Dolphin Strand Feeding Search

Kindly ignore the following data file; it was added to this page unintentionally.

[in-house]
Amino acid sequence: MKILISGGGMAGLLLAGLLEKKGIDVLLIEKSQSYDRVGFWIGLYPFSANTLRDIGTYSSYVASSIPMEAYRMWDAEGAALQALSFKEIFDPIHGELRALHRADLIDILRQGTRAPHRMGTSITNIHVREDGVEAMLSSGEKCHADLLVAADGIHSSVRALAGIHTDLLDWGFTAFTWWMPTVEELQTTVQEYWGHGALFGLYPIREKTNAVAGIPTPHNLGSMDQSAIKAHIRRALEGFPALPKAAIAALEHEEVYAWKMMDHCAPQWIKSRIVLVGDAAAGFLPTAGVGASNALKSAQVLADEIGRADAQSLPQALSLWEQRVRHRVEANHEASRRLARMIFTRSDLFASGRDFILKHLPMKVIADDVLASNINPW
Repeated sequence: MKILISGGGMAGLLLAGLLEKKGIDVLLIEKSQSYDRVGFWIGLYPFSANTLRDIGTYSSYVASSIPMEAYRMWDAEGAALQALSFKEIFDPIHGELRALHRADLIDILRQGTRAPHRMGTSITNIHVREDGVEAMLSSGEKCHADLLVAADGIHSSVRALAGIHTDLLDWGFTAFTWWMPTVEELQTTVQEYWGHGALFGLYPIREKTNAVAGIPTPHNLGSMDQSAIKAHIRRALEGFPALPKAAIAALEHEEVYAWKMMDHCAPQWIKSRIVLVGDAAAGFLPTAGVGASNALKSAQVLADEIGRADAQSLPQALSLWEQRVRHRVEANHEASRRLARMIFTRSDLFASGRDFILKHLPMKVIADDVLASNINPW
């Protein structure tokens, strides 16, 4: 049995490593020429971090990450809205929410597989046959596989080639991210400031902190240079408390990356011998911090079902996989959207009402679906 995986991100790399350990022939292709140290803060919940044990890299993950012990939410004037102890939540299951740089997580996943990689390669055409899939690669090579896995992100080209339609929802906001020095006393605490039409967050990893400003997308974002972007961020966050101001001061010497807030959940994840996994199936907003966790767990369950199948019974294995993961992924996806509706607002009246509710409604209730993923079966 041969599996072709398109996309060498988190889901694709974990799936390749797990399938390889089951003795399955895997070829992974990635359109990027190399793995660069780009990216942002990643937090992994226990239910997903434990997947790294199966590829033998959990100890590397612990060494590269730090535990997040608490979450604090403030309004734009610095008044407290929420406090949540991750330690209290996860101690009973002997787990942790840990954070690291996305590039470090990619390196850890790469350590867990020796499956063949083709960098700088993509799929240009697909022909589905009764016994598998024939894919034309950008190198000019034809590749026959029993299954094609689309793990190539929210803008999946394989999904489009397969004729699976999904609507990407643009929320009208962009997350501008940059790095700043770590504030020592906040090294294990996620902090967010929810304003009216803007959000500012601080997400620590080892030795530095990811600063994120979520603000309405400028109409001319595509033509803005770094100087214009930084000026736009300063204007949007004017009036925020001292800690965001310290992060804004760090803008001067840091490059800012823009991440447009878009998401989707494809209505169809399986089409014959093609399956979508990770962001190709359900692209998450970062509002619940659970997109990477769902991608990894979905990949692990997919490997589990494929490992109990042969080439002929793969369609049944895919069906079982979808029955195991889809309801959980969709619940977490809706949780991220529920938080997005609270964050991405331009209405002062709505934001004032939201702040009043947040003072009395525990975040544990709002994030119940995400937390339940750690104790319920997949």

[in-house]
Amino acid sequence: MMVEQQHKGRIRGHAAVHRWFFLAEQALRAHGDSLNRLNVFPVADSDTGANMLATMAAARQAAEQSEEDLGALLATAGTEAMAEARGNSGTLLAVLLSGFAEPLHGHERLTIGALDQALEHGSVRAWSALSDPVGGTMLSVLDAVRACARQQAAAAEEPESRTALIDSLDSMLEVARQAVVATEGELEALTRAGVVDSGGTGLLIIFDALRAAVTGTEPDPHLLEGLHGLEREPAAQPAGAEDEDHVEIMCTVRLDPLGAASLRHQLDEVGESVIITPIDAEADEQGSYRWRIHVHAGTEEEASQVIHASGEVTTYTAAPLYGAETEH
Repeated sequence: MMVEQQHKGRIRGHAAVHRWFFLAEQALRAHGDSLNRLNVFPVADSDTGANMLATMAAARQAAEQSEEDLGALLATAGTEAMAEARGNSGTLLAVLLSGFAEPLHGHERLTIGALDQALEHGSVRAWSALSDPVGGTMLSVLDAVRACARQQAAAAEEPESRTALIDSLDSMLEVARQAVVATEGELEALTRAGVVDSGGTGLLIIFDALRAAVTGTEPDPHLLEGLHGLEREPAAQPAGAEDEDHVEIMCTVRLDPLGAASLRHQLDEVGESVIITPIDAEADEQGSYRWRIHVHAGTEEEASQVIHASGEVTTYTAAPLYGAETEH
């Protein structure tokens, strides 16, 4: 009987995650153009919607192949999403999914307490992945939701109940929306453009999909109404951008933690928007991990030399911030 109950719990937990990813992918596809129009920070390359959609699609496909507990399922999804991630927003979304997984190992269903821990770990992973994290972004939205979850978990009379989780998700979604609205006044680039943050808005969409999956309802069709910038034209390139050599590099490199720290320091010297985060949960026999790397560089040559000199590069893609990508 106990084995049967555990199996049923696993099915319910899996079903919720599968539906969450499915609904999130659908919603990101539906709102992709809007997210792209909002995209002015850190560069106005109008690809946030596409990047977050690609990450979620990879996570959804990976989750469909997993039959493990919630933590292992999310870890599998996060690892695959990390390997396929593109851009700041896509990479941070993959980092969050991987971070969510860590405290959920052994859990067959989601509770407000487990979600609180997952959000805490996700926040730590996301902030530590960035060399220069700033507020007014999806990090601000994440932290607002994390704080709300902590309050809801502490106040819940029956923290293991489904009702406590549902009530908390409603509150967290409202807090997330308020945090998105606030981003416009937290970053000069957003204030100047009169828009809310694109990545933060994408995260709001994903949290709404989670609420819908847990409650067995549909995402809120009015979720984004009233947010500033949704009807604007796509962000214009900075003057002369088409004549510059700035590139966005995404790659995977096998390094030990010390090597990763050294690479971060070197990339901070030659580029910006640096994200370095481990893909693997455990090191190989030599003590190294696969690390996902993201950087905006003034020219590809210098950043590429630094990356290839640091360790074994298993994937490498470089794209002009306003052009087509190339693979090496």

Strand feeding occurs around the low tide when water is low and baitfish schools are thick. Groups will charge shallow pluff mud flats forcing fish and themselves onto the mud, during which fish are consumed. Local female groups show evidence of worn-down teeth on the right side of their mouths. They work carefully together to chorale these fish into tight schools (we call bait balls) and drive them onto the soft muddy shoreline. These conical cone shaped teeth are meant for grabbing and are very effective at catching prey. Historically, the dolphins only breach on their right side. Stranding on their left side would lead to damage to internal organs (specifically the liver). When famous oceanographer Jacques Cousteau witnessed this behavior back in the 1950s, he knew Hilton Head Island was a special place. He even decided to live on nearby Skull Creek for a short period of time. If Dolphin Strand Feeding techniques have been passed down for generations (from dolphin to dolphin), how long have they been feeding this way? What makes this area so unique for dolphins and visitors alike? How can society preserve them and inspire the next generations to do the same?
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